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Bold move or fool’s errand? Val Demings will take on Marco Rubio

Decision by Orlando congresswomen to get into U.S. Senate race gives Democrats a high-profile candidate to try to unseat Miami Republican

♦By Rich Shumate, editor

FloridaORLANDO (CFP) — Florida Democratic U.S. Rep. Val Demings burst onto the national political scene in early 2020 when she was picked as a House impeachment manager to make the case against Donald Trump — so much so that she soon found herself on Joe Biden’s vice presidential short list and was chattered about as a possible Cabinet secretary.


U.S. Rep. Val Demings, D-Florida

Now, Demings had decided to give up her safe House seat in Orlando after just three terms to run against Republican U.S. Senator Marco Rubio next year, as Democrats fight to hang on to their slim Senate majority.

Demings has not yet officially announced, but sources close to her have leaked her decision to run to media outlets, possibly in a move to discourage another metro Orlando Democratic congresswoman, Stephanie Murphy, from getting into the Senate race and forcing a primary.

And while her run will no doubt excite the Democratic base, she faces a daunting uphill climb in trying to unseat Rubio.

First, Florida — once considered the swingiest of swing states — has moved more into the Republican column. Donald Trump won by a bigger margin in 2020 than he did in 2016. Just one Democrat has won a Senate election in the past 20 years (Bill Nelson), and Republicans control all of the levers of power in Tallahassee.

Indeed, Demings looked at running against Republican Governor Ron DeSantis next year and decided to pass, a testament to the lock that the GOP has on state offices. (A Democrat hasn’t been elected governor since 1994).

Also, the Florida Democratic Party has been in significant disarray after a string of disappointing election cycles. The party was so broke that health insurance lapsed for its employees earlier this year. While the new party chairman, Manny Diaz, the former mayor of Miami, has started to right the ship, Republicans have a huge organizational advantage.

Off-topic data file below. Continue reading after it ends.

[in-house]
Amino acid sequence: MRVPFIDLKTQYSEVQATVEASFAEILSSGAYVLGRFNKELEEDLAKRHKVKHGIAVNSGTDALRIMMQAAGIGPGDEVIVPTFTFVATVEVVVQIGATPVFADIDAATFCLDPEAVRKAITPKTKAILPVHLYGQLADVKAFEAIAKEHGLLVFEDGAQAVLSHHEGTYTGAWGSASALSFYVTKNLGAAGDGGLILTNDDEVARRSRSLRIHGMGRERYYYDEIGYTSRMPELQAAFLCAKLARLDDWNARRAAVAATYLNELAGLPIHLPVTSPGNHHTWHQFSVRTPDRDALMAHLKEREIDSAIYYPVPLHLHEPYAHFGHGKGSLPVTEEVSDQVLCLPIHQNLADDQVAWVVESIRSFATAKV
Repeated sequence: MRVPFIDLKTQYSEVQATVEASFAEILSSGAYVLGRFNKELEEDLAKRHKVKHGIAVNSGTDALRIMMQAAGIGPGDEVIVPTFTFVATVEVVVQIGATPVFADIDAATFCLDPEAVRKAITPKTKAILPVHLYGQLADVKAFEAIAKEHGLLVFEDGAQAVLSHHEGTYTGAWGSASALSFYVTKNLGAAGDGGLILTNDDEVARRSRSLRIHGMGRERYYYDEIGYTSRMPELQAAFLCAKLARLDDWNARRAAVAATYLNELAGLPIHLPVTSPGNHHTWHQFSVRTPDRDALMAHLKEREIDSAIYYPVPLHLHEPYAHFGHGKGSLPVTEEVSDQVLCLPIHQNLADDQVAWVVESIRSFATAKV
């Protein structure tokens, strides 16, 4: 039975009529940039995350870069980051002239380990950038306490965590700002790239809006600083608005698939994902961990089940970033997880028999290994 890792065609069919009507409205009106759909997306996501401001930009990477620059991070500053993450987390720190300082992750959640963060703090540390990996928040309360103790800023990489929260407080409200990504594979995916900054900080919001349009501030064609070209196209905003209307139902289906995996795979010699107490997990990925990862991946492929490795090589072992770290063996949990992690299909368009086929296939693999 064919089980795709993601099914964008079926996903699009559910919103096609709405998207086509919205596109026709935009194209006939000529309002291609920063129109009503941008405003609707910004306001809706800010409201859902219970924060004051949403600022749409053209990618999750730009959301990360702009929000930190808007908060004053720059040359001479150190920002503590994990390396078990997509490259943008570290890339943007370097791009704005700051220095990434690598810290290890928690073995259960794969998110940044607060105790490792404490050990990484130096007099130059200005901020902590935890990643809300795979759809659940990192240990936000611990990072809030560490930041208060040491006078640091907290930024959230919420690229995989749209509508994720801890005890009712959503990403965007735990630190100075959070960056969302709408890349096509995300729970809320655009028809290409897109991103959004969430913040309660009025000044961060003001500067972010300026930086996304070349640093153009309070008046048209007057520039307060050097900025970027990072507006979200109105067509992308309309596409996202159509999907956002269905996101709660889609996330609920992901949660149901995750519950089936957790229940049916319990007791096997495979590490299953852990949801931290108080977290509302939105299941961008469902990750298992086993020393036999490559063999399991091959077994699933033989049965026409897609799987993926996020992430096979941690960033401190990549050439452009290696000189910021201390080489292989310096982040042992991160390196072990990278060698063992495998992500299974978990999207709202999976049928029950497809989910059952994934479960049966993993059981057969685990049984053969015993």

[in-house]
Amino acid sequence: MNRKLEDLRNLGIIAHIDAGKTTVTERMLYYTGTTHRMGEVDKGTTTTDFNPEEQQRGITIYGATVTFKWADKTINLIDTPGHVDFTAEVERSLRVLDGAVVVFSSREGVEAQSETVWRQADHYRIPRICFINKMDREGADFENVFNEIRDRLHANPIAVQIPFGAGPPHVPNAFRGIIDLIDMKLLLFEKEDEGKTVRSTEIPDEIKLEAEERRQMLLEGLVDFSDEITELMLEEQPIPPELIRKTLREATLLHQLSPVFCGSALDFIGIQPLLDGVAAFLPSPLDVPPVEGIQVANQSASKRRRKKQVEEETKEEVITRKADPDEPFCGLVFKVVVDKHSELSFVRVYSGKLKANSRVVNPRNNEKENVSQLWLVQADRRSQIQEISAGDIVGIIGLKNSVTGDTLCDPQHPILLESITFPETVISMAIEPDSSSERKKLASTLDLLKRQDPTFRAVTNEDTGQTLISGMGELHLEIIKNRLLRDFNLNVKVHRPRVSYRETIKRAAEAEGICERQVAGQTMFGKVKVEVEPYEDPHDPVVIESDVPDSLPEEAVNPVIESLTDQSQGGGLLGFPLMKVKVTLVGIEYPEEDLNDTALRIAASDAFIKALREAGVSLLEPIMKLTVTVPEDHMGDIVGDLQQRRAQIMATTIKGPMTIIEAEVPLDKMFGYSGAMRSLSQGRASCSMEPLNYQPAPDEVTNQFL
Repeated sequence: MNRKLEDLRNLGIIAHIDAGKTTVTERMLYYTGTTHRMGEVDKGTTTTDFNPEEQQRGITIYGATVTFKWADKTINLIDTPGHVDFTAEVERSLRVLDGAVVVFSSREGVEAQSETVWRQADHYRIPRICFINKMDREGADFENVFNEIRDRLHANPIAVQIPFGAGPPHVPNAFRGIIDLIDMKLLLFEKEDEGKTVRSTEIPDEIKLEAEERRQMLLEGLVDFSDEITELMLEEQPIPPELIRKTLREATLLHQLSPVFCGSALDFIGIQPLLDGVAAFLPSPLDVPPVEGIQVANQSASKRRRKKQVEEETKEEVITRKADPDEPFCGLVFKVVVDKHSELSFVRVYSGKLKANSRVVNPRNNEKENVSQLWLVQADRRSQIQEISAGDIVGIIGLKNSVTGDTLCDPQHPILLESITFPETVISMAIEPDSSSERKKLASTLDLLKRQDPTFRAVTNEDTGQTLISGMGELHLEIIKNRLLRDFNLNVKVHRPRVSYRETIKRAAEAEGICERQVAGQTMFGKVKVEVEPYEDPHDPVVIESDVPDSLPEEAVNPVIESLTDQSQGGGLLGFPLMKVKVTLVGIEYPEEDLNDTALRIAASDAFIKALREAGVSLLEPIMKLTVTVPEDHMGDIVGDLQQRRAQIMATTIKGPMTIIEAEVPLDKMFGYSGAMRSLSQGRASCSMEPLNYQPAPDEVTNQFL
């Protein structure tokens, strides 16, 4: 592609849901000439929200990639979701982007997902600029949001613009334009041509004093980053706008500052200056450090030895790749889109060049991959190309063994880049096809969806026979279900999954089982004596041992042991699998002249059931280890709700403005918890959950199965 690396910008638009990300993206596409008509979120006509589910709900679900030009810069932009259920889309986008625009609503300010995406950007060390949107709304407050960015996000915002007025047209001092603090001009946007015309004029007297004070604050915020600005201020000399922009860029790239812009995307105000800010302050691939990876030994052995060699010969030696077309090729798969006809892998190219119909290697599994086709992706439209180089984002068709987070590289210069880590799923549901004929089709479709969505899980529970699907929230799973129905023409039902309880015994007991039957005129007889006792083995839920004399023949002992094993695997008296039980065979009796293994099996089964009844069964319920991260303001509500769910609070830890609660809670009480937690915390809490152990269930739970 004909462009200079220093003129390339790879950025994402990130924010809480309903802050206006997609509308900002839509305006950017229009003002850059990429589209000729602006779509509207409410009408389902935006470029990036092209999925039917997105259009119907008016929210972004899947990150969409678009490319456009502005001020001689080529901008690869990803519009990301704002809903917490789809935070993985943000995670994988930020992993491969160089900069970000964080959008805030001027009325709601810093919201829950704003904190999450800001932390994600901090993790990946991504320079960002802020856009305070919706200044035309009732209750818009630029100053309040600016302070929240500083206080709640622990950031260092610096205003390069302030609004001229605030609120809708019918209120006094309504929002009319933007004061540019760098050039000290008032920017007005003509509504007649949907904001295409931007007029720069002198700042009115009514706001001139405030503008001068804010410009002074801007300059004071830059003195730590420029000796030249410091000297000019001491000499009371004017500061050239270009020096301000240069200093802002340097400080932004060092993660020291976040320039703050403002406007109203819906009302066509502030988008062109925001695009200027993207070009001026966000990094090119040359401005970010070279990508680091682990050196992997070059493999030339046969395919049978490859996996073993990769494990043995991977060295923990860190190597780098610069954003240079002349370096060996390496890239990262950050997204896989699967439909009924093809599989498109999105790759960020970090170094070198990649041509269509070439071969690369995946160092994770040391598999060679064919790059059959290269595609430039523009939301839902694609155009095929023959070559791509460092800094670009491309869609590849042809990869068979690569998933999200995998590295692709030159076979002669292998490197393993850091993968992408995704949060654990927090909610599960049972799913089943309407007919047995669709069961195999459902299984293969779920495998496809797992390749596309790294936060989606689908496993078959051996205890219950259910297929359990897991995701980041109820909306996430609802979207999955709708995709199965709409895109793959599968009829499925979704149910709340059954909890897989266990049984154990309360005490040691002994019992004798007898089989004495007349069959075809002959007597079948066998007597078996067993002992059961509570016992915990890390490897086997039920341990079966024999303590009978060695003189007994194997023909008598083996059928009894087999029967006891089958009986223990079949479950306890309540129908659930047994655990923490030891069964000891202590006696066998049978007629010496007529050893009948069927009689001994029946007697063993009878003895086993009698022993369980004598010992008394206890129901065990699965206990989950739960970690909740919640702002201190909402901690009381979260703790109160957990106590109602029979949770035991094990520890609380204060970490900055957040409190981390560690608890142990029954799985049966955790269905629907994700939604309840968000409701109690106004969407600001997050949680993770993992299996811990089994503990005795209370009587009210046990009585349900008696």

An even bigger challenge for Demings will be trying to unseat a senator who has managed to navigate the Trump currents in his party and can rely on deep roots in Miami-Dade’s powerful Cuban-American community.

Rubio — who famously made fun of Trump’s hands when he ran against him for president in 2016 — has managed to remain enough of a Trump loyalist not to get on his bad side, while not being as relentlessly pro-Trump as other leaders in his party.

Indeed, Trump — who delighted in denigrating Rubio as “Little Marco” in 2016 — endorsed his re-election in April, and Rubio appears unlikely to face a significant primary challenge from the Trump wing of the party.

Rubio, as a Cuban-American, will also have a strong base among Cuban voters in Miami-Dade County, which could demographically preclude a Democratic win.

To win statewide in Florida, a Democrat has to roll up huge margins in the Democratic areas of Tampa, Orlando and Broward and Palm Beach counties and keep enough of a lead in Miami-Dade to overcome the heavy Republican vote across the rest of the state.

Rubio on the ballot will make that task harder. Indeed, the 2020 election provided a painful lesson for Democrats when a collapse in the Democratic vote among Hispanic voters in Miami-Dade doomed Joe Biden and swept away Democratic U.S. House members Donna Shalala and Debbie Mucarsel-Powell.

Demings will perhaps be able to mitigate that problem with counter-turnout in fast-growing Orlando, where she served as police chief and her husband, Jerry, a former sheriff, is mayor of Orange County. With her national profile, she will also be able to raise piles of money, as she tries to make history as the first African American ever elected to the Senate from the Sunshine State.

Although U.S. House maps will be redrawn before 2022, Demings’s majority-minority district anchored in Orlando would probably have remained safe for her. So the decision to run for the Senate will short-circuit what could be a substantial, long-term career in the lower House.

High risk, high reward. So is she making a bold move or embarking on a fool’s errand? The next year will tell the tale.

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